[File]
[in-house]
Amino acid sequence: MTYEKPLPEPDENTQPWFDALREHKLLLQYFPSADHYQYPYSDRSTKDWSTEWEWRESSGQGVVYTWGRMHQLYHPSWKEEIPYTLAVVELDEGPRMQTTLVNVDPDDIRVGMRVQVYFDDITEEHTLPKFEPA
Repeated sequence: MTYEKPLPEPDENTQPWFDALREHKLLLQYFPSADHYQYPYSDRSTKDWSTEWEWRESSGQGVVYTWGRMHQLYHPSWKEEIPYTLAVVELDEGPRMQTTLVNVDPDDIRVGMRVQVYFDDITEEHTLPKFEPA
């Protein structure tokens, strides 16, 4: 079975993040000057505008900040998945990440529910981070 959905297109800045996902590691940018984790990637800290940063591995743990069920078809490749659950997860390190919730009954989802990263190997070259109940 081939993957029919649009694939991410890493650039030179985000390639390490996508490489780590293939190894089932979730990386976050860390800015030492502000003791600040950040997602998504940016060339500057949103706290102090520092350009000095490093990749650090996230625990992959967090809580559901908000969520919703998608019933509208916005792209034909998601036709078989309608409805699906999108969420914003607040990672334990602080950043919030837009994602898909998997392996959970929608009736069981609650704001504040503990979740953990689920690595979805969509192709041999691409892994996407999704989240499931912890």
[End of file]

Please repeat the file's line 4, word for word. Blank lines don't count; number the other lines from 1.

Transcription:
């Protein structure tokens, strides 16, 4: 079975993040000057505008900040998945990440529910981070 959905297109800045996902590691940018984790990637800290940063591995743990069920078809490749659950997860390190919730009954989802990263190997070259109940 081939993957029919649009694939991410890493650039030179985000390639390490996508490489780590293939190894089932979730990386976050860390800015030492502000003791600040950040997602998504940016060339500057949103706290102090520092350009000095490093990749650090996230625990992959967090809580559901908000969520919703998608019933509208916005792209034909998601036709078989309608409805699906999108969420914003607040990672334990602080950043919030837009994602898909998997392996959970929608009736069981609650704001504040503990979740953990689920690595979805969509192709041999691409892994996407999704989240499931912890």